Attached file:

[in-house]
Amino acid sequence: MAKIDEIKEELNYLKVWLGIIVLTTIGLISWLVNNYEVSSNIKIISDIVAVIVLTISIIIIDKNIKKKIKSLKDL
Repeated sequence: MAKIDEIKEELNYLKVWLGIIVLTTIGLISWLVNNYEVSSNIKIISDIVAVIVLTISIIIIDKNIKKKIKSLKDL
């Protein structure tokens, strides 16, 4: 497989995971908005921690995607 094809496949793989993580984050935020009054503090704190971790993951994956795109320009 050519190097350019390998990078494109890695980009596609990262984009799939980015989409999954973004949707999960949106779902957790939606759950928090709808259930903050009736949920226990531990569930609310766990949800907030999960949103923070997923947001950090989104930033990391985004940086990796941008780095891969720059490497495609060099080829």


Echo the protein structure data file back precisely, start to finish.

[in-house]
Amino acid sequence: MAKIDEIKEELNYLKVWLGIIVLTTIGLISWLVNNYEVSSNIKIISDIVAVIVLTISIIIIDKNIKKKIKSLKDL
Repeated sequence: MAKIDEIKEELNYLKVWLGIIVLTTIGLISWLVNNYEVSSNIKIISDIVAVIVLTISIIIIDKNIKKKIKSLKDL
């Protein structure tokens, strides 16, 4: 497989995971908005921690995607 094809496949793989993580984050935020009054503090704190971790993951994956795109320009 050519190097350019390998990078494109890695980009596609990262984009799939980015989409999954973004949707999960949106779902957790939606759950928090709808259930903050009736949920226990531990569930609310766990949800907030999960949103923070997923947001950090989104930033990391985004940086990796941008780095891969720059490497495609060099080829």